Other literary forms

(British and Irish Poetry, Revised Edition)

In addition to the poems listed above, John Skelton wrote a play, or, more properly, an interlude (a short allegorical morality play), called Magnyfycence (1516), which counsels monarchs against excessive liberality. Skelton also participated in a popular form of court entertainment called “flyting,” in which two courtiers trade insults before an audience of their peers. In particular, Skelton flyted one Christopher Garnish, and some of his “insults” persist in the Poems Against Garnish (1513-1514).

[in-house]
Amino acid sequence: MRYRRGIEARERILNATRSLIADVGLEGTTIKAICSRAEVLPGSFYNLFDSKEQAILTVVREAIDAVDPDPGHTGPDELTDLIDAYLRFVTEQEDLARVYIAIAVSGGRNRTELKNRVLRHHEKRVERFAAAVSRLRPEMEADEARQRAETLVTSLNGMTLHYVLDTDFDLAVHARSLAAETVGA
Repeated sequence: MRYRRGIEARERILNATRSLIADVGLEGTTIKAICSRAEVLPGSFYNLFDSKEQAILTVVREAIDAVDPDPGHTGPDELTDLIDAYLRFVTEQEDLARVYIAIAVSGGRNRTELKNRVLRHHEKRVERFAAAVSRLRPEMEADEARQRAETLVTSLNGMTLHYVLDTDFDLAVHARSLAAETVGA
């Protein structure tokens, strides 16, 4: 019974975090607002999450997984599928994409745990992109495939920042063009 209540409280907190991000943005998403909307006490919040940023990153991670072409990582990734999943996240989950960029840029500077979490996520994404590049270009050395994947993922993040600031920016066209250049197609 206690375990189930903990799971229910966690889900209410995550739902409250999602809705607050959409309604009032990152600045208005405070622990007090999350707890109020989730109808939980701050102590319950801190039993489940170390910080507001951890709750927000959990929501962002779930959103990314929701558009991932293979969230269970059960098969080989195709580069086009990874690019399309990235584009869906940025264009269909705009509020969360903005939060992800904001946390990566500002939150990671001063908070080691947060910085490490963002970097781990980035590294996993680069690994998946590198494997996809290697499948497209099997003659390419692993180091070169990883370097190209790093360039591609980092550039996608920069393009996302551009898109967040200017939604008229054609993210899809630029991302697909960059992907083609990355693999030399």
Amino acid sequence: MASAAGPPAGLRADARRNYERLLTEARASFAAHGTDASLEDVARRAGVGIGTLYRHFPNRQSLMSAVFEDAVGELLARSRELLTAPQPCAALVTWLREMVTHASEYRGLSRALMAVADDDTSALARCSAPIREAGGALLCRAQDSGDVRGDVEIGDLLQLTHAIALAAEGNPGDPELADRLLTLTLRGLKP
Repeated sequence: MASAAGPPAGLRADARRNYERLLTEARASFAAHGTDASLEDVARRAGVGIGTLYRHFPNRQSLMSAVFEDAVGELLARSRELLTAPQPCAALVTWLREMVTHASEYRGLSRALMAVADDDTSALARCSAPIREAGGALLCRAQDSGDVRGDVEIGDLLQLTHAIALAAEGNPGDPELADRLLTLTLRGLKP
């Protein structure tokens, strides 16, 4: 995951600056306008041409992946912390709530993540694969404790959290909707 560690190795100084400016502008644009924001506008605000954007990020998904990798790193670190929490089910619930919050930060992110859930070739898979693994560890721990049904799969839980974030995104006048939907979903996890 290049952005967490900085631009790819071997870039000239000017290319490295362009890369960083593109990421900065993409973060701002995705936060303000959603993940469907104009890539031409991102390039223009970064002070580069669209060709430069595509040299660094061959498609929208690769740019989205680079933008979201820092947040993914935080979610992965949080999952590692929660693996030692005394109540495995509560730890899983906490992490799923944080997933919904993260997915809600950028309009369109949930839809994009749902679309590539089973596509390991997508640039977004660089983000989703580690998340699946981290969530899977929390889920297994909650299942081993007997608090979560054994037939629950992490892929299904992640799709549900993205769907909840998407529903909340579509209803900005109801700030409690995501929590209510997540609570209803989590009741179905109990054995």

Finally, Skelton translated a significant number of works and had a reputation as an excellent Latinist. His translations apparently included the works of Diodorus Siculus, Cicero’s Ad familiares (62-43 b.c.e.; The Familiar Epistles, 1620) and Guillaume Deguilleville’s La Pélerinage de la vie humaine. The latter two works, mentioned in The Garlande of Laurell, do not survive. Skelton also composed a moral guidebook: Speculum Principis (1501, also known as A Mirror for Princes).